Soon after my graduation from Warsaw University, my school's disability resource center asked me to consult on a brochure, a guide of sorts on how to deal with people with mobility issues. They already had one about individuals with vision impairments. What behavior was appropriate, what expressions were fitting, what humor was proper. I remember that many people found it surprising for example that people with no vision would colloquially say that they watch television. How can you watch something if you can't see the would ask. The goal of course wasn't to perceive images the way I do with my eyes, but you listen to the dialogue and you follow the plot the way you'd have a story told, a book read or play unfold on the radio. You'd say "I watch Tv" because that's how we describe how we interact with the set, how we enjoy it, this is what it's for. And using those words for a quicker, more efficient way to express yourself in terms that everybody can relate to. I've written about language before, how we talk about disabilities and frankly how humans communicate about these issues continues to fascinate me. But I haven't thought about it in a while. Then on Monday night I was on my way home when I bumped into a very drunk very drunk friend. It's quite a stroll from midtown to downtown, but the night was warm, there was no risk of rain, the buses were out of service and I could use the extra exercise. Why are you in the middle of the sidewalk?- he asked. I, walking home- I replied and he started to laugh. To him it sounded like a joke? How can I be walking anywhere if I don't walk? But I didn't mean it as a joke. I use the word 'walk' to announce that I'm going somewhere, without assistance, using the power of my muscles. I realized that just yesterday I texted a friend I was about to have lunch with that I'm walking up to the building meaning that I'm close. I'd say walking distance and not wheeling distance. In fact I find words like wheeling and rolling used in a context of getting from one place to another as a bit awkward sounding. A little unnatural. People don't speak like that. I only do it to be funny or to bring extra attention to the fact that I am in a wheelchair. I can say ' you want me to wheel for fifteen blocks to meet you somewhere? That's too far'. That friend that I met continued to tell that story at a bar as an anecdote about me. I was sitting in the street but I said I was walking. But that's not all I say. If I go dancing to a club, I ask someone to dance, not roll around the damcefloor with me.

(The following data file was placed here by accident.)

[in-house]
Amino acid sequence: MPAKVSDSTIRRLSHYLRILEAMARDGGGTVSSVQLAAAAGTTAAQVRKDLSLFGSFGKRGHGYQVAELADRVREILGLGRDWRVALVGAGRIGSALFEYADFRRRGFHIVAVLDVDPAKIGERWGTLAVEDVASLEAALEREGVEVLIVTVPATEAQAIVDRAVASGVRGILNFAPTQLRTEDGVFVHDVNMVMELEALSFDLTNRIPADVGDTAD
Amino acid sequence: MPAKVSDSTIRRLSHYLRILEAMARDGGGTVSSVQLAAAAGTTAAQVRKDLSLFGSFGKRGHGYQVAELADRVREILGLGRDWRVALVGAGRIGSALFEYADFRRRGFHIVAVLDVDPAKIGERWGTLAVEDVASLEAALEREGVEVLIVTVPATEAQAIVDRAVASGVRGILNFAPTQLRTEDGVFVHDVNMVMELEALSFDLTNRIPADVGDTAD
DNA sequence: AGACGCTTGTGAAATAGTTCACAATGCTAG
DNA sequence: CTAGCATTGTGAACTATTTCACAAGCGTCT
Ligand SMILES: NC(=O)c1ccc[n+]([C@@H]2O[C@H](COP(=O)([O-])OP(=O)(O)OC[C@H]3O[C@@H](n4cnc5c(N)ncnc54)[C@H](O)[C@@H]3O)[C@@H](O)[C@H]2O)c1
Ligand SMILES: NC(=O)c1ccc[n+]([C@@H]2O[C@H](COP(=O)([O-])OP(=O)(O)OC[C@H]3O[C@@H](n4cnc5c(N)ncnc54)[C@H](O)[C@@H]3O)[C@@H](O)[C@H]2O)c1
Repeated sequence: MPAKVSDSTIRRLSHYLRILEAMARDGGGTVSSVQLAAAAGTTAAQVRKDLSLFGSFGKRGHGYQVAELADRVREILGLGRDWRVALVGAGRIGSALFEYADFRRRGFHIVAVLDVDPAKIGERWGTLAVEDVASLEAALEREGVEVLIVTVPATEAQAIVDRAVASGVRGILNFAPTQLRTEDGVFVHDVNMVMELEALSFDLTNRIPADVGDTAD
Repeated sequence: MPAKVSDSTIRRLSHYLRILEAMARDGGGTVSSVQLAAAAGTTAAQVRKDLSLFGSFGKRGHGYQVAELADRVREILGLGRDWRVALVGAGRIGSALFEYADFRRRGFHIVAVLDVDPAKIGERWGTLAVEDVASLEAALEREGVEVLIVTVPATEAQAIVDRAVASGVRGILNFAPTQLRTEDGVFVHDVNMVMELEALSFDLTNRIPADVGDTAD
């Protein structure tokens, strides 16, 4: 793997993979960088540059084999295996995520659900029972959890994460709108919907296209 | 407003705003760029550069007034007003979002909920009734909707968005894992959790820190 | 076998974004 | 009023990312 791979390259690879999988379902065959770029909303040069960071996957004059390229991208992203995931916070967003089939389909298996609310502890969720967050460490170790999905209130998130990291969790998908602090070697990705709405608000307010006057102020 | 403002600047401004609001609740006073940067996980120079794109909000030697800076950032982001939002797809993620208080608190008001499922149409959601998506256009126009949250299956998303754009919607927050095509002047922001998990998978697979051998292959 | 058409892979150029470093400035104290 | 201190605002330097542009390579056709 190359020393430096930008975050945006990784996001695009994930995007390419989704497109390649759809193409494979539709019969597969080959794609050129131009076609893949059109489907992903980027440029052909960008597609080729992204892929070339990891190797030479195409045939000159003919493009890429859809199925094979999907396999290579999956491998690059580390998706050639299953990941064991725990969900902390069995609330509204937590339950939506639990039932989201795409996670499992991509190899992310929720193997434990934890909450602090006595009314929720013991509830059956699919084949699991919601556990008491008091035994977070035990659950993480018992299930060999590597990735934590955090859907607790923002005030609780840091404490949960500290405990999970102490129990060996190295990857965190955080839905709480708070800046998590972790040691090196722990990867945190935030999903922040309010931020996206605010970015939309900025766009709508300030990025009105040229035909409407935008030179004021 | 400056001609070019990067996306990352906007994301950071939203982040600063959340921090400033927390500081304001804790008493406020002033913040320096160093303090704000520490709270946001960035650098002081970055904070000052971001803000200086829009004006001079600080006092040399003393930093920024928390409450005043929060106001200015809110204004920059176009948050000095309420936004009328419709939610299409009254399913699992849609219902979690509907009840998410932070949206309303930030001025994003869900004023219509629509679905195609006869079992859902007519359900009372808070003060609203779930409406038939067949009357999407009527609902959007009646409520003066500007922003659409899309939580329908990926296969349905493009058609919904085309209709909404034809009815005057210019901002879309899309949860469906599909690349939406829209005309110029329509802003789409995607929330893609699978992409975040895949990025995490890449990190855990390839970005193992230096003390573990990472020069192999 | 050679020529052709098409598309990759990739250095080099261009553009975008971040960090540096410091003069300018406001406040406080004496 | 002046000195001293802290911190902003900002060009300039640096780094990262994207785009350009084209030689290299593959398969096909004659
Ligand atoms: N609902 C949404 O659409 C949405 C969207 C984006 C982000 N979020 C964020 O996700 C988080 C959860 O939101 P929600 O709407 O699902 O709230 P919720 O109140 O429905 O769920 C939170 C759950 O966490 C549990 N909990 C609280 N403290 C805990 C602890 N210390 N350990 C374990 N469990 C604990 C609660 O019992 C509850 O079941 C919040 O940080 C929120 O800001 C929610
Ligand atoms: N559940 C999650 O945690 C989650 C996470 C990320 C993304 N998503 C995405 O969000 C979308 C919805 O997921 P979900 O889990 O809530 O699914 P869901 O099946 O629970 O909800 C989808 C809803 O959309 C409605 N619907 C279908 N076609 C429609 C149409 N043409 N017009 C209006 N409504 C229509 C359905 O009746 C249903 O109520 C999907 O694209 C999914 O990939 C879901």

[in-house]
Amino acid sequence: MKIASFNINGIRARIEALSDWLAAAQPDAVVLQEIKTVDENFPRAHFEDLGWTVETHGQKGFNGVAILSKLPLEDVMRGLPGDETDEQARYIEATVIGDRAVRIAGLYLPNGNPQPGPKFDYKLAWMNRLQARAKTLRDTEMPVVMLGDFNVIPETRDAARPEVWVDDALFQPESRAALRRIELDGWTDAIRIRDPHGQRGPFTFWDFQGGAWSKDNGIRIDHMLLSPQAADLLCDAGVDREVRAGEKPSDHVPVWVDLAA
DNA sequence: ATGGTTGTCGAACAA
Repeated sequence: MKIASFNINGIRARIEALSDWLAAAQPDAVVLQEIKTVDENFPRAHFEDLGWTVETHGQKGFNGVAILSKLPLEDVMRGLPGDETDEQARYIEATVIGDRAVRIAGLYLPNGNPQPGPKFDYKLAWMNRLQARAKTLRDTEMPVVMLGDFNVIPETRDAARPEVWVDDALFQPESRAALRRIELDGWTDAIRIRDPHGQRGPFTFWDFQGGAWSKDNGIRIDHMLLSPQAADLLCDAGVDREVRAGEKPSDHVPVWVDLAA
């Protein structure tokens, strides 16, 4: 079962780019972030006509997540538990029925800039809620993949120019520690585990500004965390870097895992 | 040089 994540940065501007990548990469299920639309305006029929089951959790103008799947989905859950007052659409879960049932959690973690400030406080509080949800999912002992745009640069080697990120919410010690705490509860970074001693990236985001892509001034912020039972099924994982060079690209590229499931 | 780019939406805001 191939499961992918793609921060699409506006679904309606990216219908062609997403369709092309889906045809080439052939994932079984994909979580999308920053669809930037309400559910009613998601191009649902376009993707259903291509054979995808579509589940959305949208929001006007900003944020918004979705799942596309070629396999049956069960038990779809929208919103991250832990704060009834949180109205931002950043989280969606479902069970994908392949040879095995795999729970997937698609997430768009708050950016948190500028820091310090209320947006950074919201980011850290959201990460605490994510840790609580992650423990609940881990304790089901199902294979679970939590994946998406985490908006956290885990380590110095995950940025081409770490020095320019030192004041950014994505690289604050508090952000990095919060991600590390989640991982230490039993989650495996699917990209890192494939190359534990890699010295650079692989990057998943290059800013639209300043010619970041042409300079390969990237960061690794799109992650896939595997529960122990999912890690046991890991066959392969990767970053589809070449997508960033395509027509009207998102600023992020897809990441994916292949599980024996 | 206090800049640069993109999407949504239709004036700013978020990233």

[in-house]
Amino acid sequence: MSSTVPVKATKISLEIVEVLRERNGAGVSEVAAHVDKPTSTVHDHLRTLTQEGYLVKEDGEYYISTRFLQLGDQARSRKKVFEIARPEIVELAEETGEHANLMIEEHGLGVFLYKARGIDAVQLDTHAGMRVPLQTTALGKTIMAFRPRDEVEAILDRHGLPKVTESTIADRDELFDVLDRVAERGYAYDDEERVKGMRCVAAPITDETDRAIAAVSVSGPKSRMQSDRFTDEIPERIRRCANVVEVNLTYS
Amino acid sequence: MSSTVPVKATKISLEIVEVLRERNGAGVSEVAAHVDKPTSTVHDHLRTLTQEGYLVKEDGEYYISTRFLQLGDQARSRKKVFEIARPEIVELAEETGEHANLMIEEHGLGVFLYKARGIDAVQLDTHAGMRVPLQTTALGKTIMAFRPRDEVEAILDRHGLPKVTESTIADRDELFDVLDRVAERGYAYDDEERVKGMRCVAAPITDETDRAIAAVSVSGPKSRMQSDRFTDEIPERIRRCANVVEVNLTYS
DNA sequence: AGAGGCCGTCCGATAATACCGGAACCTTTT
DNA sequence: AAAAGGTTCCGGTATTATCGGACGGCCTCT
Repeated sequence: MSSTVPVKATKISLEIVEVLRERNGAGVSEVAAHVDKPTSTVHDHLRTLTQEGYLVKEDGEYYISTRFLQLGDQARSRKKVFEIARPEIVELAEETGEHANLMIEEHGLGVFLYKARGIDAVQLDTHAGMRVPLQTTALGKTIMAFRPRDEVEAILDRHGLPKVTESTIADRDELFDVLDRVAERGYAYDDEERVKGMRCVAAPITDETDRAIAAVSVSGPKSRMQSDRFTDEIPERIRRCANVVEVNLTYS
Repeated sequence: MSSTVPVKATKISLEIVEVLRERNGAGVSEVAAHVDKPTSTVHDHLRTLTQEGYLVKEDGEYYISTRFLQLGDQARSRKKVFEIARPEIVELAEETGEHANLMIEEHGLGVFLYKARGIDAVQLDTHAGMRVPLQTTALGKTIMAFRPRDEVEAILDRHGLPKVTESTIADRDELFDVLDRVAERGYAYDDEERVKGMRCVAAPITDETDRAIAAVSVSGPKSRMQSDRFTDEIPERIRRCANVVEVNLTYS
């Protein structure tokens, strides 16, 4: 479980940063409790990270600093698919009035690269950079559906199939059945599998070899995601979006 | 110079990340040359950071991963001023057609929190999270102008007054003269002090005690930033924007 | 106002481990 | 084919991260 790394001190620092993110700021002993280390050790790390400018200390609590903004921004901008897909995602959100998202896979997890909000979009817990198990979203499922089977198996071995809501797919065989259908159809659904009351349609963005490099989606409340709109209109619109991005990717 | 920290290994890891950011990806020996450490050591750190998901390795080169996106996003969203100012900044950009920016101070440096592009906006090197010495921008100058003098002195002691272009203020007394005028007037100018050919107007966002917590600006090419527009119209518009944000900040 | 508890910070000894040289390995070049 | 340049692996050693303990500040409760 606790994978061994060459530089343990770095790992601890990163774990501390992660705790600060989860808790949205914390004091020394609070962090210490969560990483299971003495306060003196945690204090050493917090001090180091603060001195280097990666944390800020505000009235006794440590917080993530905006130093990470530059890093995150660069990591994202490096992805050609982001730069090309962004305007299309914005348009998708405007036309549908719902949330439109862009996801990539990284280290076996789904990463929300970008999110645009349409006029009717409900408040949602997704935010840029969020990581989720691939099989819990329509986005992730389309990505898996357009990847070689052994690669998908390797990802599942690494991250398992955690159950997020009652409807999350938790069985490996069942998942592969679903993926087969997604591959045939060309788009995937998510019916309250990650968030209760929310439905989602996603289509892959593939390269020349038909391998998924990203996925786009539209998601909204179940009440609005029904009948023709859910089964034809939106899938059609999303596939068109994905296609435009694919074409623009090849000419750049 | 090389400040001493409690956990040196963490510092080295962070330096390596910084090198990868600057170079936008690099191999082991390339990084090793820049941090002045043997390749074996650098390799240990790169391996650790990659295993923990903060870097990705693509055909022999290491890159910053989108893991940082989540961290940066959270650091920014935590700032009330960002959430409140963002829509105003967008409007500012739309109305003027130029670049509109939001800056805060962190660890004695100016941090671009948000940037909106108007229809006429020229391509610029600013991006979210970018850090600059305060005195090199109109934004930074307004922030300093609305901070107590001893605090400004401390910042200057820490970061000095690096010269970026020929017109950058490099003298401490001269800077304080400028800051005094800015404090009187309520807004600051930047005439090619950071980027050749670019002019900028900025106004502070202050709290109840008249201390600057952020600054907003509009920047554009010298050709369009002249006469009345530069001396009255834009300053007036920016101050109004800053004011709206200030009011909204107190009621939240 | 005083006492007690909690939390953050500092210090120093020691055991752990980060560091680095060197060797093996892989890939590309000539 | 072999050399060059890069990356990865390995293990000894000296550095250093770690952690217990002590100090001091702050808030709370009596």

SENSE OF LANGUAGE, SENSE OF HUMOUR, SENSEReplyDelete
I love this . . . and your 'tood! <3 Thank you for being beautiful YOU! =DReplyDelete